Phil Drew takes a look at social media to explore Facebook as a sustainable business.
Social media platforms should in theory be the ultimate sustainable business. With a ‘product’ all about connecting people, they score top marks on the "social usefulness" test. And while the medium may evolve, it’s hard to imagine a point at which humans will not wish to share their lives with one another.
This partly explains why Facebook made its market debut in May with such an hysterically inflated share price – valuing the eight-year old business at $100bn, more than any US company in history on its first day of trading.
But in less than four months,over $50bn had been wiped off its share value, representing the nadir of a determinedly downward trend.
Various reasons for this have been cited, from allegations that revenue forecasts were overhyped to questions about the effectiveness of advertising on the site.
But the true explanation runs deeper and Zuckerberg knows it: Facebook is a 2.0 idea powered by a 1.0 business model run on advertising dollars. And this goes to the heart of a serious strategic weakness relevant to all social media platforms in their current form.
Many companies are currently grappling with how they can create value for society whilst creating a profit for their shareholders. Facebook’s conundrum is the reverse: how to make a profit from a social utility that was never designed to be a company in the first place.
“Facebook was not originally created to be a company. It was built to accomplish a social mission — to make the world more open and connected. We think it’s important that everyone who invests in Facebook understands what this mission means to us.
We don’t wake up in the morning with the primary goal of making money, but we understand that the best way to achieve our mission is to build a strong and valuable company. This is how we think about our IPO as well.”
There is of course no contradiction between an organisation pursuing a social mission while needing to make a buck. But there are key considerations.
The first is to create consistency between online and offline social values. In this Facebook has had a chequered record, being attacked for its environmental impacts as well as its tax arrangements. It’s hard to define yourself by a “social mission” so narrowly circumscribed. Public expectations don’t work that way.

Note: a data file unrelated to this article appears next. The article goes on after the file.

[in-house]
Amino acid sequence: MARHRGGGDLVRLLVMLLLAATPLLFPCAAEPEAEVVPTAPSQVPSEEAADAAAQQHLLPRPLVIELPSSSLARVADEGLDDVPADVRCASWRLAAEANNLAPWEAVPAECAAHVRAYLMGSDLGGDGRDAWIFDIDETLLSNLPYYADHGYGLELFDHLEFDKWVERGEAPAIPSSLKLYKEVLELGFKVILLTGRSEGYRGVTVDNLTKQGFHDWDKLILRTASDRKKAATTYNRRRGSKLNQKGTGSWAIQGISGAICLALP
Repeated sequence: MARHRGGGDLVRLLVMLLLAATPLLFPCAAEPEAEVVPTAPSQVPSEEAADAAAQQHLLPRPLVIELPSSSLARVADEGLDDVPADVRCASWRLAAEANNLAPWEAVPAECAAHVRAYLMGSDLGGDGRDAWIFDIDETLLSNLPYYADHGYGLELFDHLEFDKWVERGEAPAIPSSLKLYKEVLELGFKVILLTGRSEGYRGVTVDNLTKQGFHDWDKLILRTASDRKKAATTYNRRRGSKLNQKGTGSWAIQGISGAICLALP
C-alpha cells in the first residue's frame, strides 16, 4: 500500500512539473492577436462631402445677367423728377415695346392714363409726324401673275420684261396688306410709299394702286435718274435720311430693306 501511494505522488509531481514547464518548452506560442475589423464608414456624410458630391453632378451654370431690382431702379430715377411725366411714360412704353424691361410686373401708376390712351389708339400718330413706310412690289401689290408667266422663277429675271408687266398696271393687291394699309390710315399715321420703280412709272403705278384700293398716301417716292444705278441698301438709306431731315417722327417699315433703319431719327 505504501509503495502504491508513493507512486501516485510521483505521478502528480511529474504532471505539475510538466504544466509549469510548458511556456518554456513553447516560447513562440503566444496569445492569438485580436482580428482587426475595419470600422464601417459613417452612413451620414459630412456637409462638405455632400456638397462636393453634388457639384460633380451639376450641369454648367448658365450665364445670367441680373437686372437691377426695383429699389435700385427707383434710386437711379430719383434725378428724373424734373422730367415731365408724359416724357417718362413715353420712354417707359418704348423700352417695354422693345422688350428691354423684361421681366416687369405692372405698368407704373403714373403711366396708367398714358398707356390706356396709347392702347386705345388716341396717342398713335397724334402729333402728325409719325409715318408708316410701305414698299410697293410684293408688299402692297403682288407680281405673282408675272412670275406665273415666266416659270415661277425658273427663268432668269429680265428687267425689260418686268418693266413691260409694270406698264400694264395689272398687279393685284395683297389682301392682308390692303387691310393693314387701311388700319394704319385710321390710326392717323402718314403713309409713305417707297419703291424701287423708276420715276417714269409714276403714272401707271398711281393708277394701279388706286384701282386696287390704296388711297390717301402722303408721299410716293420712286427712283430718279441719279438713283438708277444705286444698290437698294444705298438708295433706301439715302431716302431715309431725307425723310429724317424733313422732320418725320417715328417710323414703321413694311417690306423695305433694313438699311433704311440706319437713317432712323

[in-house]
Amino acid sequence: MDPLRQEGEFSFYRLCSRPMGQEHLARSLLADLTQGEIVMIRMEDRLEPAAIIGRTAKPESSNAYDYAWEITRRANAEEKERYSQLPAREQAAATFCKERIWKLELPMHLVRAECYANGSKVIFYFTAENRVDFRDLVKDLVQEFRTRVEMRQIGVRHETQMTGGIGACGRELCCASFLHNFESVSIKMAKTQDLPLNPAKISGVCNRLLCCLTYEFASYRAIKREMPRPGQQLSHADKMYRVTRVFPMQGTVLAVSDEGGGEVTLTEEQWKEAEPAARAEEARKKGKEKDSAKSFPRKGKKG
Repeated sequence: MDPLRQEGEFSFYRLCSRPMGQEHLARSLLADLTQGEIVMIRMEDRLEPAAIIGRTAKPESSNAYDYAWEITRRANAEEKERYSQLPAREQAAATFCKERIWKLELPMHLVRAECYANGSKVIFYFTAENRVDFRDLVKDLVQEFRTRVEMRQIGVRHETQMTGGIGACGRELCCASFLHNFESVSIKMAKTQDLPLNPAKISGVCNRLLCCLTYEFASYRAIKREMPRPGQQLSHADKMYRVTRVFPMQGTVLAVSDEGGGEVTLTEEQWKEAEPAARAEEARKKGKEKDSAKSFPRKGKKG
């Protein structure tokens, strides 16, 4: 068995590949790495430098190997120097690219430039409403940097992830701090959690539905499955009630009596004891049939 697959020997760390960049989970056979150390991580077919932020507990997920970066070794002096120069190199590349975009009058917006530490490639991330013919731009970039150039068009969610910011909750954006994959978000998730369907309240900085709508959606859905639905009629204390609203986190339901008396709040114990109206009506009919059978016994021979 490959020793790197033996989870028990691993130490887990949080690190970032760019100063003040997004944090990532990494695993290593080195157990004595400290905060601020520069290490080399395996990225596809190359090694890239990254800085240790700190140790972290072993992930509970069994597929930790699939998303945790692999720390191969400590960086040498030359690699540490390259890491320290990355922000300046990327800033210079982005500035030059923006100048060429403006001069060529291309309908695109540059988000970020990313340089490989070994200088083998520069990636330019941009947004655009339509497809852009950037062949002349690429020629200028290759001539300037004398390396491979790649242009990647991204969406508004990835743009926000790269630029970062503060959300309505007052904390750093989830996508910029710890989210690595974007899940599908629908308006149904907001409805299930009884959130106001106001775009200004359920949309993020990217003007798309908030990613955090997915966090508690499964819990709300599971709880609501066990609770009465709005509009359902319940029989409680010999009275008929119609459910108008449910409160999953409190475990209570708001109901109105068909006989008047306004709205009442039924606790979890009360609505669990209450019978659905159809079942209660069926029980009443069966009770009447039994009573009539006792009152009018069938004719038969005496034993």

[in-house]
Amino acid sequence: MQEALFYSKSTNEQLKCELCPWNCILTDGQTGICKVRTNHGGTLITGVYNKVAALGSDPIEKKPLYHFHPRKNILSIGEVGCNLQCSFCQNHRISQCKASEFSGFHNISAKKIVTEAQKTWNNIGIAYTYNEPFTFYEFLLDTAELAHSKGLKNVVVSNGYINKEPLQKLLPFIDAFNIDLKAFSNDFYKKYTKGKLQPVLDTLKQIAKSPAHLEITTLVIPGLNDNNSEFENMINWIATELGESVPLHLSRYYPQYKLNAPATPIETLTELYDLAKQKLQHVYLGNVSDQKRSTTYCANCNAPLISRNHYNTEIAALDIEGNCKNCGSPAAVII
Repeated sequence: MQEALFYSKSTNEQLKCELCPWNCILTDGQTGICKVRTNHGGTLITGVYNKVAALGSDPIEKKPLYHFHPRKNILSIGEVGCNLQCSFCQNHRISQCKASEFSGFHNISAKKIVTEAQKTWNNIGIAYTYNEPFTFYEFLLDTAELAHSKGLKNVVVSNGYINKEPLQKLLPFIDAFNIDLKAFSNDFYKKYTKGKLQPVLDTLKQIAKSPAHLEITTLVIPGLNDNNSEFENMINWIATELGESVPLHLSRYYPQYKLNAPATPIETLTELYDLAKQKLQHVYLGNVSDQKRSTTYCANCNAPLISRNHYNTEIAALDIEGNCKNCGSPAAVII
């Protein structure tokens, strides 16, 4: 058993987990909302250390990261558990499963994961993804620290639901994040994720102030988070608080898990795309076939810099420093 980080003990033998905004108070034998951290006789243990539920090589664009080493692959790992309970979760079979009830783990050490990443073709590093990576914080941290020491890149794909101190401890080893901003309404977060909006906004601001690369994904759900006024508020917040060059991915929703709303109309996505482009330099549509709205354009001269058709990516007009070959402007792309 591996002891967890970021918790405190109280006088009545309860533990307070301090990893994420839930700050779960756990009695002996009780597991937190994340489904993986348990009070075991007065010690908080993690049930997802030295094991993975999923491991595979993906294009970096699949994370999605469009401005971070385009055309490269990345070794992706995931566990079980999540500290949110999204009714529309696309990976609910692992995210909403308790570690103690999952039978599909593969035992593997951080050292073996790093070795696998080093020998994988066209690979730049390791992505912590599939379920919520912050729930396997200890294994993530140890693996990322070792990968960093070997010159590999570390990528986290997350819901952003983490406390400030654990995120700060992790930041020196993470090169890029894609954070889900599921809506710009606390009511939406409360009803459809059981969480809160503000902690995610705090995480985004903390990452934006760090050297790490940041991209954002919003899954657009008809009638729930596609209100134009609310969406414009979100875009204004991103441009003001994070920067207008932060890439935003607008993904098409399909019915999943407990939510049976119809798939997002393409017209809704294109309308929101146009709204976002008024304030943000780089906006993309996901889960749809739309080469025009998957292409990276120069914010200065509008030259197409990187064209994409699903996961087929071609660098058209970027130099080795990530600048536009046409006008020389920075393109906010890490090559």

The second is to ensure there is not a conflict between a company’s social mission and its income stream. Yet in the case of Facebook, the source of income is dependent on selling access to or private information about the communities it serves. Exploiting privacy for profit.
Generating money this way is fraught with conflict as we saw last month when Facebook-owned photo-sharing site Instagram suggested it would sell users’ images to advertisers, which provoked ahuge backlash.
So what’s the answer?
First, Facebook needs to genuinely recognise that its users are not merely datasets to be sold. The concept of privacy may be evolving but so too is public intolerance of its exploitation.
Second, if users believe Facebook does provide them with a valuable social utility they should be prepared to pay for it. But there would need to be a trade-off: less advertising, stronger safeguards on privacy.
Third, Facebook could make interactions between brands and users more meaningful and transparent. This could range from developing new tools to curate consumer sampling and product development to collaborating with major corporates to crowdsource solutions to common sustainability challenges – along similar lines to Unilever and GE’s Ecomagination. With the biggest online community on the planet, Facebook’s potential to fix offline societal problems is huge.
Whether 2013 marks the end of the beginning or the beginning of the end of Facebook will rest on its ability to shift away from a strategy built on creating ad revenue from “monetising eyeballs” to one shaped around harnessing minds as part of a shared social mission.